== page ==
Tuesday, September 13, 2011
Shoulder To Shoulder
Hard as it is to believe, women have had the right to vote for less than 100 years. The 19th Amendment to the Constitution wasn't ratified until 1920.
But our state was ahead of the nation by almost a decade. On Nov. 10, 1911, California voters passed a ballot measure granting voting rights to women.
Most of the "no" votes came from San Francisco and Alameda counties, due to a lavishly funded campaign by the Liquor Dealers League.
They were afraid that women would vote for prohibition, which was a feminist issue because many men were getting drunk and beating their wives or abandoning their children.
And they pulled out all the stops. There's a new exhibit at Cal's Bancroft Library showcasing the "no" campaign's propaganda leaflets, including one that warned men that if they voted "yes," they would come home one day to find their dinners uncooked and their children dirty because their wives were elsewhere, hanging out with 11 strange men.
In other words, they would be serving jury duty!
It was one of the closest - and crookedest - elections ever. More than 3,000 phony ballots were discovered in San Francisco alone. On election night, the San Francisco papers unanimously declared the ballot measure was defeated.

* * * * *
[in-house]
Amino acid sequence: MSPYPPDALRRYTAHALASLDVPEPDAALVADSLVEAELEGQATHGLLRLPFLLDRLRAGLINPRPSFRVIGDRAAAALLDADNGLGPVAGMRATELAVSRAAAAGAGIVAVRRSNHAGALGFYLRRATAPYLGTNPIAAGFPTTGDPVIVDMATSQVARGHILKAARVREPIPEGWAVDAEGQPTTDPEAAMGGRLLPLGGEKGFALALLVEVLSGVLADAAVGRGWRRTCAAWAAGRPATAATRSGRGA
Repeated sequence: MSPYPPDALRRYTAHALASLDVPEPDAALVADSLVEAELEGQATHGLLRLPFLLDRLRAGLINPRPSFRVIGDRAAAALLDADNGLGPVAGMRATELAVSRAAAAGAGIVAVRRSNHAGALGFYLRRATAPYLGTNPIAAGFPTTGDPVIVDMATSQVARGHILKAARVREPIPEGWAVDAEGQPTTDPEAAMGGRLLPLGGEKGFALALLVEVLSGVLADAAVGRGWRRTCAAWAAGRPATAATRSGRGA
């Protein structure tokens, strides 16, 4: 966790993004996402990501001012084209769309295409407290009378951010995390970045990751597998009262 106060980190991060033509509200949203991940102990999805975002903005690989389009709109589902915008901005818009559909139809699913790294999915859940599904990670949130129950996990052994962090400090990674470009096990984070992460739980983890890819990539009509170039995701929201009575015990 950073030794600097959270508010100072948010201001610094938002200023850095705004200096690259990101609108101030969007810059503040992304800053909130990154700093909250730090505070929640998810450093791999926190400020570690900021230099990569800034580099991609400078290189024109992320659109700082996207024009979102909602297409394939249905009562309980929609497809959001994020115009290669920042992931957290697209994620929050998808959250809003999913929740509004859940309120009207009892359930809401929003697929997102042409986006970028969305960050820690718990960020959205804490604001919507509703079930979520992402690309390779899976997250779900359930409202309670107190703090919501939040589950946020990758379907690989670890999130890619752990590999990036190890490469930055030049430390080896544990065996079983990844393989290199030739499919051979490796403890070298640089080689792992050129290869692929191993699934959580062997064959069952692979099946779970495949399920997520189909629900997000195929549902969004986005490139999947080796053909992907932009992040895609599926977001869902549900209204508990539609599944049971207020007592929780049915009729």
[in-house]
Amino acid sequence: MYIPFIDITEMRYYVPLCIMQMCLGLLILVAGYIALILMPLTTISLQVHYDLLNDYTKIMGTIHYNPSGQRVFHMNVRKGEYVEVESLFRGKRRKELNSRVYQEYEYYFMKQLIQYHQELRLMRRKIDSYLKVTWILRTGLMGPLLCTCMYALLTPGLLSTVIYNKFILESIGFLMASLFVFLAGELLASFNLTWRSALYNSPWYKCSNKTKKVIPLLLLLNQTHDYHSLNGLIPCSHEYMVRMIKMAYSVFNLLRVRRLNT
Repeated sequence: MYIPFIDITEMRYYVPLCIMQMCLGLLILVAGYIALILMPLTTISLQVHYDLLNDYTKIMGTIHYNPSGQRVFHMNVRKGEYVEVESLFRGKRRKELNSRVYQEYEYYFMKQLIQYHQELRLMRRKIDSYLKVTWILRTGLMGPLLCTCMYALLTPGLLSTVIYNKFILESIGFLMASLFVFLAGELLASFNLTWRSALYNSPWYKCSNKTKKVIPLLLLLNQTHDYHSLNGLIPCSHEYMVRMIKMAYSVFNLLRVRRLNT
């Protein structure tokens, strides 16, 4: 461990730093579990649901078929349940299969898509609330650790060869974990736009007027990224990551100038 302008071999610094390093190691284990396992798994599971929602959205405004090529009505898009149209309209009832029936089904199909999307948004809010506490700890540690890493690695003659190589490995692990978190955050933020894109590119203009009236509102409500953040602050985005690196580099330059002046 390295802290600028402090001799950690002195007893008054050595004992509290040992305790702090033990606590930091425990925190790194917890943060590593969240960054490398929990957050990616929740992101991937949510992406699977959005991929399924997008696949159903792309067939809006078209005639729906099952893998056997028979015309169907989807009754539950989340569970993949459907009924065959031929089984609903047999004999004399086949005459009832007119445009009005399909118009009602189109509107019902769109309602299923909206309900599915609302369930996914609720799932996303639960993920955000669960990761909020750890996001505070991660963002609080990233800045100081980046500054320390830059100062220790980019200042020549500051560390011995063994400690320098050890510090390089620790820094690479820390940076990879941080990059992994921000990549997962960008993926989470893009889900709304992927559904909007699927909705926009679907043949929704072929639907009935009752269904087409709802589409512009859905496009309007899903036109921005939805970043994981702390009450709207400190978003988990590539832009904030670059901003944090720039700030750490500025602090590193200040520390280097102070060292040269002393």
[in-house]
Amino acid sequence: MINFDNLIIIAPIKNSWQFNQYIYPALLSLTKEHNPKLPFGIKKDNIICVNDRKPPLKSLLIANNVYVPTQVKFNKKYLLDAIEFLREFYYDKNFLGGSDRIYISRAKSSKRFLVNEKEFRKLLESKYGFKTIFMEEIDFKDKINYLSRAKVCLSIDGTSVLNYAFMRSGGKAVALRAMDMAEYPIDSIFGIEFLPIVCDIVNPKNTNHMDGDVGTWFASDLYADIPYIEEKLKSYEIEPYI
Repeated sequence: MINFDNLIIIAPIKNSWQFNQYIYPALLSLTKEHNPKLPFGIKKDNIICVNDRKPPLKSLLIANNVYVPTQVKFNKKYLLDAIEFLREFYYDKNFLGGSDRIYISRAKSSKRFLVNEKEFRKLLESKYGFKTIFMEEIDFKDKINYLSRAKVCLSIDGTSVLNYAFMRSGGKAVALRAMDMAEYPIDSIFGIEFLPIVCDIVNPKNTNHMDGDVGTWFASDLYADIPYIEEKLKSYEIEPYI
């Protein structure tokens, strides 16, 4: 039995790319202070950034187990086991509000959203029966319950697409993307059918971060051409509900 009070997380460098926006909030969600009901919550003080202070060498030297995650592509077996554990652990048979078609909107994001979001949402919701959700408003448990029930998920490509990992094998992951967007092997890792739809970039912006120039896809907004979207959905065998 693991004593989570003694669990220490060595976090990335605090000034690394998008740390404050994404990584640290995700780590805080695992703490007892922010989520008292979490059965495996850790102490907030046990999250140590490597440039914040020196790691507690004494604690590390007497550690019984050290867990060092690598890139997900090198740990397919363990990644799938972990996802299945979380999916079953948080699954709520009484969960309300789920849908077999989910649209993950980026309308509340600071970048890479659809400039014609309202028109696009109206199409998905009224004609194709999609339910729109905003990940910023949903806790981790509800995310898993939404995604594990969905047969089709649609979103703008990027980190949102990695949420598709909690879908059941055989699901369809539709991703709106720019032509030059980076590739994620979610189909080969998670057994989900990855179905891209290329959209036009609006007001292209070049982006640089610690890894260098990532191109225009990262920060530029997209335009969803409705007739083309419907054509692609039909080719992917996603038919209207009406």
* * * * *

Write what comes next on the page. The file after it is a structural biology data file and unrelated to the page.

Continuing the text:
But over the next few days, as the results from Southern California and the rural areas trickled in, the margin kept narrowing until votes for women finally won by 3,587 votes.
The only city in Alameda County to vote "yes" was Berkeley, thanks to a small army of volunteers - ranging from wealthy matrons to Cal coeds - led by Hester Harland.
Holding strategy sessions called "Pink Teas" (so called because the name sounded like a harmless social event, not a political meeting, thus avoiding conflict with their anti-suffrage husbands), they fanned out over the city, buttonholed the voters one-by-one, and filled every available meeting place in the city with public speakers.
"The newspapers didn’t want to cover them," says Harland's great-granddaughter, Colleen Kelly. "So she and her staff would take huge bells and toll them as they walked along the street, shouting information about the next suffrage meeting."
The campaign climaxed with a huge parade on election night, led, in Harland's words, by "a tally-ho filled with musicians and young women carrying banners and legends," ending in a rally in the Berkeley High School auditorium.
But Harland wasn't there. Exhausted by overwork, she suffered a nervous breakdown a week before the election and missed the celebration.
But her triumph endures. And this Sunday, to celebrate the 100th anniversary of women's suffrage in California, the Berkeley Historical Society will unveil a new exhibit titled "Berkeley Women Vote: Celebrating California Suffrage 1911-2011" in the Berkeley Veterans Building.
The guest of honor will be Colleen Kelly. Another of Harland's great-granddaughters, Jane Frederick, contributed some of Harland's personal items to the exhibit.
This year is also the 100th anniversary of the Berkeley League of Women Voters - founded shortly after the 1911 election "to follow up the recent victory of Women's Suffrage in California with effective civic work." The League will observe its centennial on Oct. 30 with a celebration in the Berkeley City Council chamber.
Happy double anniversary to all. It wasn't the first time that our country was made better by letting more people in under the tent, and I hope it won't be the last.